Dubai, the new trendy shopping destination for Chinese shoppers

Xiao Tiang takes a Louis Vuitton bag gingerly in her hands from the gloved sales assistant, turning it over slowly and pointing out the lining and pattern to her shopping companion. She’s visiting Dubai from China for the second time, and shopping for luxury brands remains at the top of her agenda.
“In China, we have taxes on luxury brands, and sometimes fakes are so good they are sold in real shops, so here it can be cheaper, and we don’t worry about fakes,” said the 32-year-old, shopping with her sister in the Dubai Mall, the region’s largest. “It’s worth the flight to come here and shop and cheaper than going to Paris.”
chinese-tourists-in-dubai-china-elite-focusShe does a twirl in the crowded aisle in front of the store, pointing out her beige Christian Louboutin pumps and colorful Missoni dress.
Chinese shoppers, rare birds not long ago, are flocking to Dubai’s malls. Up to 25 percent of luxury goods sold in Mall of the Emirates are purchased by Chinese tourists, according to Iyad Malas, chief executive officer of the Majid Al Futtaim group, which has 11 malls across the Middle East including Mall of the Emirates, known for its indoor ski slope.
“So now, it’s about how we market to them,” Mr. Malas said. “For example, many stores are hiring Chinese speakers dedicated to these consumers.” Dior had two Chinese sales assistants in its shoe section on a slow Wednesday afternoon in Mall of the Emirates, both of whom had been there for about a year.
“We do surveys frequently and keep finding, especially over the last year or two, that Chinese tourists are the highest spenders per hit at our luxury stores,” said Peter Walichnowski, chief executive officer of Majid Al Futtaim properties, another division of the company. “Up to 40 percent of their purchases are gifts for family and friends, making them top spenders in our malls.”
Some 214,000 Chinese tourists came to Dubai last year, a nine-fold increase from 25,000 visitors a decade earlier, according to data from the real estate and hotel firm Jones Lang LaSalle. Over the last year alone, there has been a 50 percent increase in Chinese tourists. The retailers are paying attention. According to Pierre Gervois, CEO of China Elite Focus, a specialized PR agency targeting wealthy Chinese tourists “Dubai is a distinctive destination for Chinese travelers who have already been to New York, London, or Paris. They want to try a different kind of experience here”.
“We have a mix of sales associates from different nationalities in our boutiques, which enables us to provide the best service to visitors in Dubai, including Chinese travelers,” said Louis Ferla, Cartier’s managing director in Dubai.
Luxury brands including Dior, Chanel, Cartier and Louis Vuitton in Dubai are starting to cater more to Chinese consumers. Cartier’s spokesman said that sales to Chinese consumers were a “significant” of total luxury brand sales.
In addition to hiring Chinese sales staff, the malls in Dubai have begun to decorate for Chinese New Year and are making sure that Chinese tour groups stop at all the major malls.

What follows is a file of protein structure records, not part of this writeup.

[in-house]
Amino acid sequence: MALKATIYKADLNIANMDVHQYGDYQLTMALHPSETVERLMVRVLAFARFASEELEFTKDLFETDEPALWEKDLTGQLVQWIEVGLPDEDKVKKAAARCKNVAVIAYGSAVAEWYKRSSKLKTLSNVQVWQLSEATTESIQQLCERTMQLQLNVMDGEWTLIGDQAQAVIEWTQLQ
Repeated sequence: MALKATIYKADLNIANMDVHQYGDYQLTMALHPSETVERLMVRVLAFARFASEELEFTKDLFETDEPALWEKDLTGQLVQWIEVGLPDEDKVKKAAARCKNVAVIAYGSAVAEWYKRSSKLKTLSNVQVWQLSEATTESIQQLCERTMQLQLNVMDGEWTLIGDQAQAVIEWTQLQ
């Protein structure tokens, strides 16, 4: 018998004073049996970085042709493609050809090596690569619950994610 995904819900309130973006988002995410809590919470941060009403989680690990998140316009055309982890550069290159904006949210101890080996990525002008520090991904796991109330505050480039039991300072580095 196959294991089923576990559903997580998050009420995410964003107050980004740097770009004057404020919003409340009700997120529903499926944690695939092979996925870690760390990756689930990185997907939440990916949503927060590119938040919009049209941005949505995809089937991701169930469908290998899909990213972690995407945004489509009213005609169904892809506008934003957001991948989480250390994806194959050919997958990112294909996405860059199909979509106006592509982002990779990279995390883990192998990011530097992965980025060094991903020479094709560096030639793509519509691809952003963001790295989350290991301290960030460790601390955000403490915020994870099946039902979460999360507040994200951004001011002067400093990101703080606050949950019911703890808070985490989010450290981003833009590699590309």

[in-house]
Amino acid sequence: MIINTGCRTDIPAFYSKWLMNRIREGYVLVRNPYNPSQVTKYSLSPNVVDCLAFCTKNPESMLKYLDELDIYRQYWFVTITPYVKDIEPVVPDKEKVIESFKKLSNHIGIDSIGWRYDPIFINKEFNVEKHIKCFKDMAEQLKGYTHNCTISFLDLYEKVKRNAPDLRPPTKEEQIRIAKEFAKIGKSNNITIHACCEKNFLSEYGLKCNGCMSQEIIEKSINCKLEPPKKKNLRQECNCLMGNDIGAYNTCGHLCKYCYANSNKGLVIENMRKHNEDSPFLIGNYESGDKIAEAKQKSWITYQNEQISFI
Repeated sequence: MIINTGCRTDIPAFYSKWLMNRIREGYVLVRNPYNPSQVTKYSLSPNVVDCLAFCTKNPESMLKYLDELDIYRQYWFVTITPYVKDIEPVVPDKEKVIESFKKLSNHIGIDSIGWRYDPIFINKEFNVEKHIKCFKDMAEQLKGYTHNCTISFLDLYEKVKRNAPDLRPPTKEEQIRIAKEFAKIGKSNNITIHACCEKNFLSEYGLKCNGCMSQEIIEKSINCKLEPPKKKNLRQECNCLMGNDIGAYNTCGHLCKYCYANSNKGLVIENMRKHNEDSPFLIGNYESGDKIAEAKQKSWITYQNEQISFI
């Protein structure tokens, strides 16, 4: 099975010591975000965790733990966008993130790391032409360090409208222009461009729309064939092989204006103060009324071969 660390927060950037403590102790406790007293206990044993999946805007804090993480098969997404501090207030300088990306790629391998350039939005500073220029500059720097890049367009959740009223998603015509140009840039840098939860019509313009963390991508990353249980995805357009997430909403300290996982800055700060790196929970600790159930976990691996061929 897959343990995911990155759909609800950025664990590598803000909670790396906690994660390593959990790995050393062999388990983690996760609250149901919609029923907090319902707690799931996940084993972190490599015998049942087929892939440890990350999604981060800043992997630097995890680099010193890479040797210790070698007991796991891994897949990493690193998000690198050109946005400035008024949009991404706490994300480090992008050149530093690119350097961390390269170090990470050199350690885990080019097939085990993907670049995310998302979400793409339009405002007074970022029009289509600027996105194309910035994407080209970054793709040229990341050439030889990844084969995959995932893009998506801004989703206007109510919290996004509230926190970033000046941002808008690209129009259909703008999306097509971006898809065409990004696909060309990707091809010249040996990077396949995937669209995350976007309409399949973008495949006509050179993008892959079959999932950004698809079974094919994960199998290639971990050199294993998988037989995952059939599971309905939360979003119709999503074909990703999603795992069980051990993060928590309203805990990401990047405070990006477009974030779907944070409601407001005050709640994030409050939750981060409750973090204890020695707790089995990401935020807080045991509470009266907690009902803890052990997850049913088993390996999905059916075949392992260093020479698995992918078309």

“More retailers are accepting Chinese credit cards in shops, too,” Mr. Walichnowski said.
Data collected by the Majid Al Futtaim group from hoteliers shows that Chinese visitors are lengthening their average stay in Dubai. They are now spending four nights compared to three nights just two years ago. On one of the four nights, they will often stay at the $2,100-per-night Burj Al Arab hotel where 30 percent of guests were Chinese in the first three months of 2012. The remaining nights are usually spent in “obscure two-star hotels to maximize a visitor’s stay,” Mr. Walichnowski said.
“Staying at the Burj for a night is like visiting the Eiffel Tower,” meaning something one needs to do in Dubai, he said. “The Chinese visitors to Dubai are fairly affluent — the ones who like a bottle of wine and a night at the Burj.”
Over time, as airline connections with the east continue to improve, more Chinese travelers will discover Dubai, he predicts.
“With the help of airlines like Emirates, Chinese are becoming major contributors to retail and trade overall, and are coming to Dubai as a stopover to Africa and Europe,” said Hamad Buamim, director general of the Dubai Chamber of Commerce.
Analysts say that while European luxury brands are the hot ticket for Chinese consumers in Dubai, Chinese brands are also making their way into local markets.
“Chinese tend to be very brand-conscious luxury shoppers, so it is not surprising that they account for a big share of luxury purchases in Dubai,” said Ira Kalish, director of global economics at Deloitte Research in the United States. “But there is an increasing popularity for home-grown Chinese brands as well.”
Such consumers can go to Dubai’s bargain basement Dragonmart, the largest Chinese trading area outside of China. When it comes to Chinese shoppers, Dubai has them well-covered.

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